This is the third article in a series by guest blogger Brittany Bruce
Brittany’s series is based on her Masters’ thesis research on collaboration and economic development in two regions. Her articles can be found here. Today’s post focuses on overcoming the insider/outsider divide.
From February 10-12, 2015, I had the pleasure of attending the Economic Developers Council of Ontario (EDCO) annual conference in Hamilton.
I volunteered to be a ‘recorder’ for the Rural Community Engagement Session, moderated by Norm Ragetlie from the Rural Ontario Institute. This session was billed as more of a roundtable discussion than the traditional presentations normally found at a conference.
Attendees were seated at round tables, with each table being assigned a ‘recorder’. After a brief presentation on the theory of community engagement by Lisa Attygalle from Tamarack, each table was asked to consider four questions related to their organization’s role in engaging their own community.
One model of community engagement presented by Lisa was the IAP2 Spectrum of Public Participation (shown below). Different kinds of economic development related activities lend themselves to different levels of engagement. For example, a simple Internet blast detailing upcoming local events is likely only meant to inform citizens, rather than empower them. Conversely, a citizen led grassroots campaign to create a sustainable park in a city’s downtown is more likely to be at the “Empower” level of engagement, rather than just being a one-way share of information.
The questions posed to each table were as follows:
- How does your organization currently engage your community and where do you currently fall on the Community Engagement Continuum?
- Who are you currently engaging in this process and who is missing?
- Why should you be engaging with the community?
- What does success look like to you/your organization?
2. Are there organizations in your community demonstrating exceptional leadership in community engagement? What are the success stories and what does success look like?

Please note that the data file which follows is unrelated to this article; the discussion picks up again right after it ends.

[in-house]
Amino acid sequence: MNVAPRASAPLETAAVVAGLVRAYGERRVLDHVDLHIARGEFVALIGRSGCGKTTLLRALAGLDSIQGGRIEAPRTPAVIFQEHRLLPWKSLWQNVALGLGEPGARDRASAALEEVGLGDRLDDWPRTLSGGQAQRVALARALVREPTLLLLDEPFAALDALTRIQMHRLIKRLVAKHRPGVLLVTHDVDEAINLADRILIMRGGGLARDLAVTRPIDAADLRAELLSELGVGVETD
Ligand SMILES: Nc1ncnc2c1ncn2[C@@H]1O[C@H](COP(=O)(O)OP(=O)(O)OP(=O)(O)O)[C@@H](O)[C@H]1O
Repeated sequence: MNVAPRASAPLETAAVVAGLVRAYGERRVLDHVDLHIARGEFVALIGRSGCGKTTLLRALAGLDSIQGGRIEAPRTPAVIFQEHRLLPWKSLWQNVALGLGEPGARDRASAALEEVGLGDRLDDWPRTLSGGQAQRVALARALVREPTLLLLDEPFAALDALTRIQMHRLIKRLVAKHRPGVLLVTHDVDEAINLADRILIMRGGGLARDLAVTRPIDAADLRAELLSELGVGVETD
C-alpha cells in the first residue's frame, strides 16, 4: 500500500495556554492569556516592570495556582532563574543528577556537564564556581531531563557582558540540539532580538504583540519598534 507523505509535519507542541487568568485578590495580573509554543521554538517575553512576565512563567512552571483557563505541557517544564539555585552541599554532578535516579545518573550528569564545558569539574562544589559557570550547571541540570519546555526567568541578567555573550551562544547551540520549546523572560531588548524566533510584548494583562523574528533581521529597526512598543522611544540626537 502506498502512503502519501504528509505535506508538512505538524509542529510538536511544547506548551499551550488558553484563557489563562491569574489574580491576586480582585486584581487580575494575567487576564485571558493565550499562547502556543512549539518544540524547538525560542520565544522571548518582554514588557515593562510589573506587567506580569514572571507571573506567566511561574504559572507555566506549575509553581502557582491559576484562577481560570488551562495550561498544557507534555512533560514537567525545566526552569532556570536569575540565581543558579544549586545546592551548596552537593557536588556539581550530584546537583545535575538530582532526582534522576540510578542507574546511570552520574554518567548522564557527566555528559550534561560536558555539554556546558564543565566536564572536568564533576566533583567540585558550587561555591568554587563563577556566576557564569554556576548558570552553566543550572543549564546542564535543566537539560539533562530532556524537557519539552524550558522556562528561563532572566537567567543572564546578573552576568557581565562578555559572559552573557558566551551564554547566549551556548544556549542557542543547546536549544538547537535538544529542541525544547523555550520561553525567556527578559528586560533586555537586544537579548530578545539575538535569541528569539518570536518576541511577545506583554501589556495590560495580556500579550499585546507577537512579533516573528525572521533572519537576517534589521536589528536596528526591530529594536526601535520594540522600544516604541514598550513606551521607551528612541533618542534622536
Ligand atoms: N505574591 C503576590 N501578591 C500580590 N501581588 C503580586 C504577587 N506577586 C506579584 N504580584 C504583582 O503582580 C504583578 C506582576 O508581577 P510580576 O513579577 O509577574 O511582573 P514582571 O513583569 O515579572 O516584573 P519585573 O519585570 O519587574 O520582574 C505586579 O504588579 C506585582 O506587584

3. What are some of the barriers/factors your community faces to engage the community and how can they be overcome?
4. What resources/tools are you familiar with that would assist your colleagues in more effective community engagement?
Engagement hampered by an insider/outsider mentality
Without getting into the specifics of what my table said for each question (a report will be published on a summary of the sessions findings), an interesting discussion emerged from my table. It was suggested by three of my five attendees that community engagement in their areas is often hampered by an insider/outsider mentality. This seemed pertinent to REAPontario, as immigrants are ostensibly outsiders in a number of ways.
The discussion at my table revolved around the idea that newcomers (i.e. outsiders) to a community often want to be engaged in community issues, either as a means of getting to know their new community, or because being involved is just what they are used to from their old community. Despite this interest, newcomers are often shut out of any engagement process, if any is occurring in the community.
In small town and rural communities, there may be an ingrained method of doing things. This is not to suggest that these kinds of communities are inflexible or incapable of change. However, intentionally or not, newcomers disrupt the status quo of a community. Therefore, locals may require an adjustment and acceptance period. Further, small town and rural communities are starting to understand that their continued prosperity will depend on attracting newcomers to their areas , either as permanent residents or as seasonal tourists.
Though this is anecdotal evidence, the attendees agreed that time and persistence are required to overcome this insider/outsider mentality. These groups have something to learn from each other and, arguably, it is the job of municipal leadership to facilitate and encourage this process.
I am grateful to have been involved in this session at EDCO. It was very interesting to hear the real-world, first-hand experiences of communities across Ontario.
- Has your community ever struggled with an insider/outsider mentality?
- What has worked to ameliorate this mentality?
- Do you have any suggestions for other communities that may be facing the same situation?